Sensitivity simulations with spatially homogenized LHFLXs were then run to determine the impacts of local LHFLX feedbacks on convective organization. Using area-averaged convective versus stratiform precipitation fraction and a simple convective aggregation index to quantify organization, no systematic difference in convective organization was detected between the control and sensitivity simulations, suggesting that local LHFLX variability is not important to convective organization in this model. Implications of these results are discussed.

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Richard H. Johnson and Paul E. Ciesielski

Abstract

Properties of the atmospheric boundary layer (ABL) over the central Indian Ocean are investigated using sounding data obtained during the Dynamics of the MJO (DYNAMO) field campaign in 2011/12. Observations from Gan Island on Addu Atoll, the R/V Revelle, and Malé in the Maldives are used to determine the frequency of well-mixed layers and their mean thermodynamic and wind profiles. Well-mixed boundary layers or mixed layers were observed 68% of the time from the three sites, ranging from ~100-m depth in recovering convective downdraft wakes to ~925 m in undisturbed conditions, with a mean depth of 508 m. At Revelle, the site most representative of the open ocean, the ABL displayed a distinct signal of modulation by the October and November MJOs, with mixed-layer depths gradually increasing through the suppressed phases as the sea surface temperature (SST) increased leading up to the active phases, followed by frequent ABL stabilization and shallow mixed layers in recovering wakes. A distinct diurnal cycle of mixed-layer depths and properties was observed during the MJO suppressed phases in response to a diurnal cycle of the SST under the mostly light-wind, clear-sky conditions. The daytime growth of the mixed layer contributed to an afternoon maximum in cumulus cloud development and rainfall during the suppressed periods by allowing more boundary layer thermals to reach their condensation levels. The variability of the ABL on time scales ranging from convective to diurnal to monthly poses significant challenges for numerical simulations of the MJO and the tropical circulation in general.

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Yue Ying and Fuqing Zhang

Abstract

Through a series of convection-permitting regional-scale ensembles based on the Weather Research and Forecasting (WRF) Model, this study investigates the predictability of multiscale weather and convectively coupled equatorial waves during the active phase of a Madden–Julian oscillation (MJO) event over the Indian Ocean from 12 October to 12 November 2011. It is found that the practical predictability limit, estimated by the spread of the ensemble perturbed with realistic initial and boundary uncertainties, is as much as 8 days for horizontal winds, temperature, and humidity for scales larger than 2000 km that include equatorial Rossby, Kelvin, inertia–gravity, and mixed Rossby–gravity waves. The practical predictability limit decreases rapidly as scale decreases, resulting in a predictable time scale less than 1 day for scales smaller than 200 km. Through further experiments using minute initial and boundary perturbations an order of magnitude smaller than the current realistic uncertainties, the intrinsic predictability limit for tropical weather at larger scales (>2000 km) is estimated to be achievable beyond 2 weeks, but the limit is likely still less than 3 days for the small scales (<200 km).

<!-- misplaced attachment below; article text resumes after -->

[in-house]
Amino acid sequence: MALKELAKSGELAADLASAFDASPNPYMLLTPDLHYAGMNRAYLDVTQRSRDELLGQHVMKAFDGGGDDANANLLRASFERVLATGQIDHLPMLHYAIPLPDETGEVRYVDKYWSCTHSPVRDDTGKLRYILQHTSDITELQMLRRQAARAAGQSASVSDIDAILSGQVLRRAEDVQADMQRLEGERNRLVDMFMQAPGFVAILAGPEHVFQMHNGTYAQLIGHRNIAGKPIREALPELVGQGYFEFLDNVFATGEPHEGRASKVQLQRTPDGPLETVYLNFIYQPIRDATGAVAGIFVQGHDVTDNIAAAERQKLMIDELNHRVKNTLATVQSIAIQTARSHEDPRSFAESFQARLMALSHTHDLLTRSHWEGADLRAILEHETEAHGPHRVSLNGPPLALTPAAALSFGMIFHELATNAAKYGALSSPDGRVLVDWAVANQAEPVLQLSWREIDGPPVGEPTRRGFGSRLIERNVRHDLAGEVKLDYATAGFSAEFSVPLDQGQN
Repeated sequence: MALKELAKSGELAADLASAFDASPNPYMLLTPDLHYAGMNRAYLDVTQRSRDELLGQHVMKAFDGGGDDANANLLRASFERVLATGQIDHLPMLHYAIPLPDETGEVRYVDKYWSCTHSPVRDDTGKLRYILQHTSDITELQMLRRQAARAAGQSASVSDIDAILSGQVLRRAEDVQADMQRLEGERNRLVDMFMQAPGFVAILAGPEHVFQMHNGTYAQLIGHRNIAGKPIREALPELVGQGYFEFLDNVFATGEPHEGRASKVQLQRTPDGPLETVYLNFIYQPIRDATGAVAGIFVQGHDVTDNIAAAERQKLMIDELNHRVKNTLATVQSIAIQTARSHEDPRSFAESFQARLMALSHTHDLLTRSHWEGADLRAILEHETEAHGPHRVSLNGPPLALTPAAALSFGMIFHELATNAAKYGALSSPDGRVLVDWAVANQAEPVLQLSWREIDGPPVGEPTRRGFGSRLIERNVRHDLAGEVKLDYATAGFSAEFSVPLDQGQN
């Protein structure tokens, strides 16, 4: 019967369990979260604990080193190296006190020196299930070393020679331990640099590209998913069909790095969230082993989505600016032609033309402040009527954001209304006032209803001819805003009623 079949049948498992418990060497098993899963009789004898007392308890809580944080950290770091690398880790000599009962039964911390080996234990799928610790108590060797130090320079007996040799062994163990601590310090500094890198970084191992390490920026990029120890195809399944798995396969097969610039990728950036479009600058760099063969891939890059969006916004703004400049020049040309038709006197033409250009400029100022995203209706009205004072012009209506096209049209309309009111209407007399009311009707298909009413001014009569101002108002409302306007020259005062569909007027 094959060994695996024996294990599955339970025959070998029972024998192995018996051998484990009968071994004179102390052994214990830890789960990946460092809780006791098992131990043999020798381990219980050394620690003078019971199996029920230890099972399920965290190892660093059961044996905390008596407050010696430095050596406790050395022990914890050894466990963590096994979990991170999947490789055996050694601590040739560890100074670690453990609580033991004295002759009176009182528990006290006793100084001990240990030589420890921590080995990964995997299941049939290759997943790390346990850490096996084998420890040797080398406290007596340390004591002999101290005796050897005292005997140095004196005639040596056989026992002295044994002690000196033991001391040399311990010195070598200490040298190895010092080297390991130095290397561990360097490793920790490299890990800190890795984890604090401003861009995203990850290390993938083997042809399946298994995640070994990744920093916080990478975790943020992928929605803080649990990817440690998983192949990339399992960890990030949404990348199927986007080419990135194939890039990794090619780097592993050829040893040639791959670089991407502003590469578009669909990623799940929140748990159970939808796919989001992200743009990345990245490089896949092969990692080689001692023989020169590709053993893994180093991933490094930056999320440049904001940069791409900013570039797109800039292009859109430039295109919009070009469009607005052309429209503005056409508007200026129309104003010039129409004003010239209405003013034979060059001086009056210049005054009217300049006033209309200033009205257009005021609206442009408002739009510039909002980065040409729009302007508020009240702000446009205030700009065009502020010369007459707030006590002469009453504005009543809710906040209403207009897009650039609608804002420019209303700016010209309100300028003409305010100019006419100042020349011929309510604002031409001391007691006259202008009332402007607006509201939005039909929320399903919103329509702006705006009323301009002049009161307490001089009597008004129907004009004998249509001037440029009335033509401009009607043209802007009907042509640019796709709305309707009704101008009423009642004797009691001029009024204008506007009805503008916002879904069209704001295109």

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Simon P. de Szoeke, Eric D. Skyllingstad, Paquita Zuidema, and Arunchandra S. Chandra

Abstract

Cold pools dominate the surface temperature variability observed over the central Indian Ocean (0°, 80°E) for 2 months of research cruise observations in the Dynamics of the Madden–Julian Oscillation (DYNAMO) experiment in October–December 2011. Cold pool fronts are identified by a rapid drop of temperature. Air in cold pools is slightly drier than the boundary layer (BL). Consistent with previous studies, cold pools attain wet-bulb potential temperatures representative of saturated downdrafts originating from the lower midtroposphere.

Wind and surface fluxes increase, and rain is most likely within the ~20-min cold pool front. Greatest integrated water vapor and liquid follow the front. Temperature and velocity fluctuations shorter than 6 min achieve 90% of the surface latent and sensible heat flux in cold pools. The temperature of the cold pools recovers in about 20 min, chiefly by mixing at the top of the shallow cold wake layer, rather than by surface flux.

Analysis of conserved variables shows mean BL air is composed of 51% air entrained from the BL top (800 m), 22% saturated downdrafts, and 27% air at equilibrium with the ocean surface. The number of cold pools, and their contribution to the BL heat and moisture, nearly doubles in the convectively active phase compared to the suppressed phase of the Madden–Julian oscillation.